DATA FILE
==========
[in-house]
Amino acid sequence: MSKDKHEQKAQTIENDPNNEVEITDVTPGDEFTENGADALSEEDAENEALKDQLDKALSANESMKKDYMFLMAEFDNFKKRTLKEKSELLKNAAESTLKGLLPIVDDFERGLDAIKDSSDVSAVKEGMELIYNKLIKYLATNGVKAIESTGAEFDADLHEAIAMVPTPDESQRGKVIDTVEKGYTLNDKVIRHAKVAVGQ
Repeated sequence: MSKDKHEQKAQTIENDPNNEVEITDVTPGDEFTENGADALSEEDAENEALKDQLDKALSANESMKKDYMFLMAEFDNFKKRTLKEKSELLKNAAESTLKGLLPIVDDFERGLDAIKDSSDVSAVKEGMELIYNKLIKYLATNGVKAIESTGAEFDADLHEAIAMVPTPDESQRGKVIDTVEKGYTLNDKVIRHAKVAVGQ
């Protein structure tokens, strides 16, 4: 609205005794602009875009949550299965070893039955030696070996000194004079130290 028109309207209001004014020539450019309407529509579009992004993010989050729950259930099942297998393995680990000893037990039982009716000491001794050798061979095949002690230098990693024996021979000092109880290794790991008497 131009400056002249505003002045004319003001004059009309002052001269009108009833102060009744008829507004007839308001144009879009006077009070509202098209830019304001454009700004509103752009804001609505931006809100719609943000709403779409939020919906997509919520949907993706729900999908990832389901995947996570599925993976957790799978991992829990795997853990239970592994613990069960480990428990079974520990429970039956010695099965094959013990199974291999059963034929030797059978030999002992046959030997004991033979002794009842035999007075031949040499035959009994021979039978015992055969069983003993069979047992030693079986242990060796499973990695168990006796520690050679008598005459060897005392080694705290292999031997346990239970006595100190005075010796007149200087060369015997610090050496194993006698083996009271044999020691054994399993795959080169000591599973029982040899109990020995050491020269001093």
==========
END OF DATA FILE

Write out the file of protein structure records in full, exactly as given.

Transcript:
[in-house]
Amino acid sequence: MSKDKHEQKAQTIENDPNNEVEITDVTPGDEFTENGADALSEEDAENEALKDQLDKALSANESMKKDYMFLMAEFDNFKKRTLKEKSELLKNAAESTLKGLLPIVDDFERGLDAIKDSSDVSAVKEGMELIYNKLIKYLATNGVKAIESTGAEFDADLHEAIAMVPTPDESQRGKVIDTVEKGYTLNDKVIRHAKVAVGQ
Repeated sequence: MSKDKHEQKAQTIENDPNNEVEITDVTPGDEFTENGADALSEEDAENEALKDQLDKALSANESMKKDYMFLMAEFDNFKKRTLKEKSELLKNAAESTLKGLLPIVDDFERGLDAIKDSSDVSAVKEGMELIYNKLIKYLATNGVKAIESTGAEFDADLHEAIAMVPTPDESQRGKVIDTVEKGYTLNDKVIRHAKVAVGQ
């Protein structure tokens, strides 16, 4: 609205005794602009875009949550299965070893039955030696070996000194004079130290 028109309207209001004014020539450019309407529509579009992004993010989050729950259930099942297998393995680990000893037990039982009716000491001794050798061979095949002690230098990693024996021979000092109880290794790991008497 131009400056002249505003002045004319003001004059009309002052001269009108009833102060009744008829507004007839308001144009879009006077009070509202098209830019304001454009700004509103752009804001609505931006809100719609943000709403779409939020919906997509919520949907993706729900999908990832389901995947996570599925993976957790799978991992829990795997853990239970592994613990069960480990428990079974520990429970039956010695099965094959013990199974291999059963034929030797059978030999002992046959030997004991033979002794009842035999007075031949040499035959009994021979039978015992055969069983003993069979047992030693079986242990060796499973990695168990006796520690050679008598005459060897005392080694705290292999031997346990239970006595100190005075010796007149200087060369015997610090050496194993006698083996009271044999020691054994399993795959080169000591599973029982040899109990020995050491020269001093």